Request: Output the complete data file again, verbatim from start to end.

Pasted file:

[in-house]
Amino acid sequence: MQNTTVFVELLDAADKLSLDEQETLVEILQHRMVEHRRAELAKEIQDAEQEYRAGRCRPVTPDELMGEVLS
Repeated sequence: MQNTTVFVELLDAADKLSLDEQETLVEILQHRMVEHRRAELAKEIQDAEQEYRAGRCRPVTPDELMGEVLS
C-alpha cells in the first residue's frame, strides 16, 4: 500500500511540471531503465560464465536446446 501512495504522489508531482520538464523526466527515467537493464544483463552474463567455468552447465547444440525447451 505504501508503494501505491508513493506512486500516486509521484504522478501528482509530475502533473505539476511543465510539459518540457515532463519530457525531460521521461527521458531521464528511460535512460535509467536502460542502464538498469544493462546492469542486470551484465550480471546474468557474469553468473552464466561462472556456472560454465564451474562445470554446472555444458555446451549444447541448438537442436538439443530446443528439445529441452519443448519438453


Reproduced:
[in-house]
Amino acid sequence: MQNTTVFVELLDAADKLSLDEQETLVEILQHRMVEHRRAELAKEIQDAEQEYRAGRCRPVTPDELMGEVLS
Repeated sequence: MQNTTVFVELLDAADKLSLDEQETLVEILQHRMVEHRRAELAKEIQDAEQEYRAGRCRPVTPDELMGEVLS
C-alpha cells in the first residue's frame, strides 16, 4: 500500500511540471531503465560464465536446446 501512495504522489508531482520538464523526466527515467537493464544483463552474463567455468552447465547444440525447451 505504501508503494501505491508513493506512486500516486509521484504522478501528482509530475502533473505539476511543465510539459518540457515532463519530457525531460521521461527521458531521464528511460535512460535509467536502460542502464538498469544493462546492469542486470551484465550480471546474468557474469553468473552464466561462472556456472560454465564451474562445470554446472555444458555446451549444447541448438537442436538439443530446443528439445529441452519443448519438453